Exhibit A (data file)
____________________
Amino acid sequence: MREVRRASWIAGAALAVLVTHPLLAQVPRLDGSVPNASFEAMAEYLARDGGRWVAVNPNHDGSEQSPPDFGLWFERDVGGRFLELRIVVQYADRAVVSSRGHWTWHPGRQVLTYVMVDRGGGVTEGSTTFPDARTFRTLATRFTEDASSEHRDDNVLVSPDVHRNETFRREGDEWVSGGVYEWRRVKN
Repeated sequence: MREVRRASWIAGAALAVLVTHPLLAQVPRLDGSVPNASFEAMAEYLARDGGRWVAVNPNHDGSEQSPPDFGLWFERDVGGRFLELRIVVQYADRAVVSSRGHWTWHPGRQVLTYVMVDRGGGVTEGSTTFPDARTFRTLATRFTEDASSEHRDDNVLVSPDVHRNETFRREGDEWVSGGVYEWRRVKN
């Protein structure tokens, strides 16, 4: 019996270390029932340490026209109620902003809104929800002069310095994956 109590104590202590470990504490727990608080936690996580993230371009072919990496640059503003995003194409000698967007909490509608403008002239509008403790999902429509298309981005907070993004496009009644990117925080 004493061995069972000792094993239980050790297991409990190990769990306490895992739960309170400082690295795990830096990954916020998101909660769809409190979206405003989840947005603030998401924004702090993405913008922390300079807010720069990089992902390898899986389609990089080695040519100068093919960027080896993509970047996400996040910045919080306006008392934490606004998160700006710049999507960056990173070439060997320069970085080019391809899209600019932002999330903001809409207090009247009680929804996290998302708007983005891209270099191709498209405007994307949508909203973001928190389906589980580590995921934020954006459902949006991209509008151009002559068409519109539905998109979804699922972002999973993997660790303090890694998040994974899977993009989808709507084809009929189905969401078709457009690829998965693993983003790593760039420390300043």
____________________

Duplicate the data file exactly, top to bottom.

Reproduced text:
Amino acid sequence: MREVRRASWIAGAALAVLVTHPLLAQVPRLDGSVPNASFEAMAEYLARDGGRWVAVNPNHDGSEQSPPDFGLWFERDVGGRFLELRIVVQYADRAVVSSRGHWTWHPGRQVLTYVMVDRGGGVTEGSTTFPDARTFRTLATRFTEDASSEHRDDNVLVSPDVHRNETFRREGDEWVSGGVYEWRRVKN
Repeated sequence: MREVRRASWIAGAALAVLVTHPLLAQVPRLDGSVPNASFEAMAEYLARDGGRWVAVNPNHDGSEQSPPDFGLWFERDVGGRFLELRIVVQYADRAVVSSRGHWTWHPGRQVLTYVMVDRGGGVTEGSTTFPDARTFRTLATRFTEDASSEHRDDNVLVSPDVHRNETFRREGDEWVSGGVYEWRRVKN
């Protein structure tokens, strides 16, 4: 019996270390029932340490026209109620902003809104929800002069310095994956 109590104590202590470990504490727990608080936690996580993230371009072919990496640059503003995003194409000698967007909490509608403008002239509008403790999902429509298309981005907070993004496009009644990117925080 004493061995069972000792094993239980050790297991409990190990769990306490895992739960309170400082690295795990830096990954916020998101909660769809409190979206405003989840947005603030998401924004702090993405913008922390300079807010720069990089992902390898899986389609990089080695040519100068093919960027080896993509970047996400996040910045919080306006008392934490606004998160700006710049999507960056990173070439060997320069970085080019391809899209600019932002999330903001809409207090009247009680929804996290998302708007983005891209270099191709498209405007994307949508909203973001928190389906589980580590995921934020954006459902949006991209509008151009002559068409519109539905998109979804699922972002999973993997660790303090890694998040994974899977993009989808709507084809009929189905969401078709457009690829998965693993983003790593760039420390300043």